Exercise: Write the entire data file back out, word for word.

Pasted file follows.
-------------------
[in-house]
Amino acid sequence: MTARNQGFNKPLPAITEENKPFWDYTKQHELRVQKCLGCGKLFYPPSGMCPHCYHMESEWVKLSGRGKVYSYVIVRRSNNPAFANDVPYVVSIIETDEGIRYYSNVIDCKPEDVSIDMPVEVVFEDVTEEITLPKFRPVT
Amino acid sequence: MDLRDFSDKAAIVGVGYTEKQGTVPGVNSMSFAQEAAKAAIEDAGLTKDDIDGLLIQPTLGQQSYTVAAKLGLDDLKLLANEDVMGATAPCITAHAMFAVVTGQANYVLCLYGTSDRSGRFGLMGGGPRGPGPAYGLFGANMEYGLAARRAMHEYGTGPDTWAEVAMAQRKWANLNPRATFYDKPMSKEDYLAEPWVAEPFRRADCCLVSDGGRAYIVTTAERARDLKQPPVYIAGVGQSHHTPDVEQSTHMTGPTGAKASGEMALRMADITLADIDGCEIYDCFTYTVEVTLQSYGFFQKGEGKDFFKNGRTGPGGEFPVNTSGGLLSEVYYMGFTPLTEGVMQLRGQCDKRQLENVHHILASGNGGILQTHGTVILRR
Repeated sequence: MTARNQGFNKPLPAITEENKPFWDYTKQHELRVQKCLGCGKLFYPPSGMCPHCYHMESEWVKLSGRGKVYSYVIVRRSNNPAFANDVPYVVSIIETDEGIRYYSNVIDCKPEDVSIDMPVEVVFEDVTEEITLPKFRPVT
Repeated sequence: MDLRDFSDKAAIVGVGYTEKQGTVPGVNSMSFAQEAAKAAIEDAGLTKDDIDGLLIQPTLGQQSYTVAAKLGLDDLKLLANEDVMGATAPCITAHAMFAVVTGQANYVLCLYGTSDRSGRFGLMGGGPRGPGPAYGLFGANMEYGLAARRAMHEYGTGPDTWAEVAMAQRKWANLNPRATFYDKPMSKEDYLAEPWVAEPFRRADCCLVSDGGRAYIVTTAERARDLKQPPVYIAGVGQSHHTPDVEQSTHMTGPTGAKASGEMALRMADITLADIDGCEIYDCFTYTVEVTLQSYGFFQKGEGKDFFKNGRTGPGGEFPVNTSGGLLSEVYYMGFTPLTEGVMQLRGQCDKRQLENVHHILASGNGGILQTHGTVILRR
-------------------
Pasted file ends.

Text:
[in-house]
Amino acid sequence: MTARNQGFNKPLPAITEENKPFWDYTKQHELRVQKCLGCGKLFYPPSGMCPHCYHMESEWVKLSGRGKVYSYVIVRRSNNPAFANDVPYVVSIIETDEGIRYYSNVIDCKPEDVSIDMPVEVVFEDVTEEITLPKFRPVT
Amino acid sequence: MDLRDFSDKAAIVGVGYTEKQGTVPGVNSMSFAQEAAKAAIEDAGLTKDDIDGLLIQPTLGQQSYTVAAKLGLDDLKLLANEDVMGATAPCITAHAMFAVVTGQANYVLCLYGTSDRSGRFGLMGGGPRGPGPAYGLFGANMEYGLAARRAMHEYGTGPDTWAEVAMAQRKWANLNPRATFYDKPMSKEDYLAEPWVAEPFRRADCCLVSDGGRAYIVTTAERARDLKQPPVYIAGVGQSHHTPDVEQSTHMTGPTGAKASGEMALRMADITLADIDGCEIYDCFTYTVEVTLQSYGFFQKGEGKDFFKNGRTGPGGEFPVNTSGGLLSEVYYMGFTPLTEGVMQLRGQCDKRQLENVHHILASGNGGILQTHGTVILRR
Repeated sequence: MTARNQGFNKPLPAITEENKPFWDYTKQHELRVQKCLGCGKLFYPPSGMCPHCYHMESEWVKLSGRGKVYSYVIVRRSNNPAFANDVPYVVSIIETDEGIRYYSNVIDCKPEDVSIDMPVEVVFEDVTEEITLPKFRPVT
Repeated sequence: MDLRDFSDKAAIVGVGYTEKQGTVPGVNSMSFAQEAAKAAIEDAGLTKDDIDGLLIQPTLGQQSYTVAAKLGLDDLKLLANEDVMGATAPCITAHAMFAVVTGQANYVLCLYGTSDRSGRFGLMGGGPRGPGPAYGLFGANMEYGLAARRAMHEYGTGPDTWAEVAMAQRKWANLNPRATFYDKPMSKEDYLAEPWVAEPFRRADCCLVSDGGRAYIVTTAERARDLKQPPVYIAGVGQSHHTPDVEQSTHMTGPTGAKASGEMALRMADITLADIDGCEIYDCFTYTVEVTLQSYGFFQKGEGKDFFKNGRTGPGGEFPVNTSGGLLSEVYYMGFTPLTEGVMQLRGQCDKRQLENVHHILASGNGGILQTHGTVILRR